Avila et al v. State of California et al
MEMORANDUM DECISION AND ORDER RE APPLICATION FOR RECONSIDERATION AND/OR CLARIFICATION signed by Chief Judge Lawrence J. O'Neill on April 12, 2018. (ECF No. 227) (Munoz, I)
UNITED STATES DISTRICT COURT
FOR THE EASTERN DISTRICT OF CALIFORNIA
MELINDA AVILA, GRETEL LORENZO,
ALFREDO LORENZO, and JOSE LORENZO,
MEMORANDUM DECISION AND
ORDER RE APPLICATION FOR
STATE OF CALIFORNIA; COUNTY OF
10 MADERA; RICHARD GONZALES; PAUL
VARNER; and DOES 3 through 100, inclusive,
(ECF No. 227)
Plaintiffs Melinda Avila (“Avila”), Gretel Lorenzo (“Gretel”), Alfredo Lorenzo (“Alfredo”), and
16 Jose Lorenzo (“Jose”) (collectively, “Plaintiffs”) bring this suit against Defendants California Highway
17 Patrol (“CHP”) (nominally the State of California), CHP Officer Paul Varner (“Varner”), County of
18 Madera (“the County”), and Madera County Deputy Sheriff Richard Gonzales (“Gonzales”). This
19 action arises out of an incident at the Chukchansi Gold Resort & Casino (“Casino”) early in the morning
20 on June 2, 2013. Trial is set for May 10, 2018.
Before the Court for decision is Plaintiffs’ motion for reconsideration or clarification, ECF No.
22 227, of the Court’s February 13, 2018, Order on the parties’ 33 motions in limine, ECF No. 226.
23 Plaintiffs seek reconsideration or clarification of two of the Court’s rulings. County Defendants, ECF
24 No. 229 (“County Defendants’ Opp.”), and State Defendants, ECF No. 230, each opposed. The Court
25 granted permission to Plaintiffs to file a reply, ECF No. 231, which they did, ECF No. 232 (“Reply”).
Motion In Limine No. 10 Re: Admissibility Of Testimony Of Angela Hill, ADA, Regarding
Filing Of Charges Or Running Of Statute Of Limitations (ECF No. 134)
Plaintiffs move for reconsideration of the Court’s ruling on Motion in Limine number 7,
concerning the admissibility of testimony from Madera County assistant district attorney Angela Hill
about why the County declined to file criminal charges against Plaintiffs. ECF No. 227. The Court
ruled that because testimony about whether criminal charges were filed is irrelevant to the jury’s
determination whether the arresting officers had probable cause to arrest Plaintiffs, any testimony
concerning that decision would be excluded. Plaintiffs now argue that because attorneys’ fees incurred
as a result of the wrongful arrest are recoverable under 1983, evidence concerning the criminal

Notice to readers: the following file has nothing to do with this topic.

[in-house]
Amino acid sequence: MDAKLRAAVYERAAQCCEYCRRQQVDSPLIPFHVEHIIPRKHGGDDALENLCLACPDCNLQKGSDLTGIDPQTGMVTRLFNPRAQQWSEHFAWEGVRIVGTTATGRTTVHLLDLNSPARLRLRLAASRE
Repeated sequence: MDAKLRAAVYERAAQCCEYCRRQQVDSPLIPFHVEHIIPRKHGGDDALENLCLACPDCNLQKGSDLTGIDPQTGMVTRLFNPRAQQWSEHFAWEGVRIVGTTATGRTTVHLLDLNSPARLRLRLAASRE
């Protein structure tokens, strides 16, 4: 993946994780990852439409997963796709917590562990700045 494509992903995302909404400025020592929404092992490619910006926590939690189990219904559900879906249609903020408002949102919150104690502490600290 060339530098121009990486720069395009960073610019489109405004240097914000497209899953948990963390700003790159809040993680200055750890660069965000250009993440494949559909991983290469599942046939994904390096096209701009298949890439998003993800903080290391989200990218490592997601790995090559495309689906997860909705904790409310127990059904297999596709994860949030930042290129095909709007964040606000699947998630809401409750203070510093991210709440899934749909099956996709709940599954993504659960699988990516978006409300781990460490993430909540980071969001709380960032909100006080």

representation should be admitted for the limited purpose of proving damages. Plaintiffs cite Borunda v.
Richmond, 885 F.2d 1384 (9th Cir. 1988), a 1983 case for wrongful arrest where the defendant officers
on appeal challenged the admission of evidence of attorneys’ fees incurred in the prior criminal
proceeding as prejudicial error. The Ninth Circuit held that its admission was not an abuse of discretion.
“A plaintiff who establishes liability for deprivations of constitutional rights actionable under 42 U.S.C.
§ 1983 is entitled to recover compensatory damages for all injuries suffered as a consequence of those
deprivations.” 885 F.2d at 1389. The damages are generally calculated “according to general tort law
principles applicable to the types of deprivations proved” and include “economic harm, pain and
suffering, and mental and emotional distress that results from the violations.” Id. (citing Carey v.
Piphus, 435 U.S. 247, 257-64 (1978)). The plaintiffs’ “expenditures for legal representation during the
prior criminal proceeding most assuredly constitute economic harm. The reasonable amount of these
expenditures, if proved to the jury’s satisfaction to be the consequence of appellants’ illegal conduct, is
recoverable as compensatory damages.” Id. at 1389-90 (citing Kerr v. City of Chicago, 424 F.2d 1134,
1141 (7th Cir. 1970) (“A plaintiff in a civil rights action should be allowed to recover the attorneys’ fees
in a state criminal action where the expenditure is a foreseeable result of the acts of the defendant.”)).
Defendants attempt to distinguish the case on two grounds. First, both note that Plaintiffs here,
unlike the plaintiffs in Borunda, saw no charges filed against them. Second, County Defendants assert
that the Borunda court noted that investigating officers are often insulated from liability because
prosecutors exercise independent judgment when determining whether probable cause exists for the
arrest, a presumption rebutted by evidence that the investigating officers either omitted or
misrepresented material facts in information given to the prosecutor. County Defendants’ Opp. at 2
(citing Borunda, 885 F.2d at 1390). The Borunda court explained that where a prosecutor exercises
independent judgment in deciding to file criminal charges, that independent action severs the chain of
proximate causation leading to the expenditure of attorneys’ fees. Borunda, 885 F.2d at 1390; see also
10 Barlow v. Ground, 943 F.2d 1132, 1136 (9th Cir. 1991) (“Reasonable attorney’s fees incurred by the
11 plaintiff can constitute part of the foreseeable economic damages, unless the prosecutor’s decision to file
12 charges is such an independent judgment that it must be considered the proximate cause of the
13 subsequent criminal proceedings.”); Sloman v. Tadlock, 21 F.3d 1462, 1474 (9th Cir. 1994) (“Attorneys’
14 fees expended in defending a criminal prosecution are not recoverable from the arresting officers in a
15 related § 1983 action if the prosecutor exercised independent judgment in deciding to prosecute.”).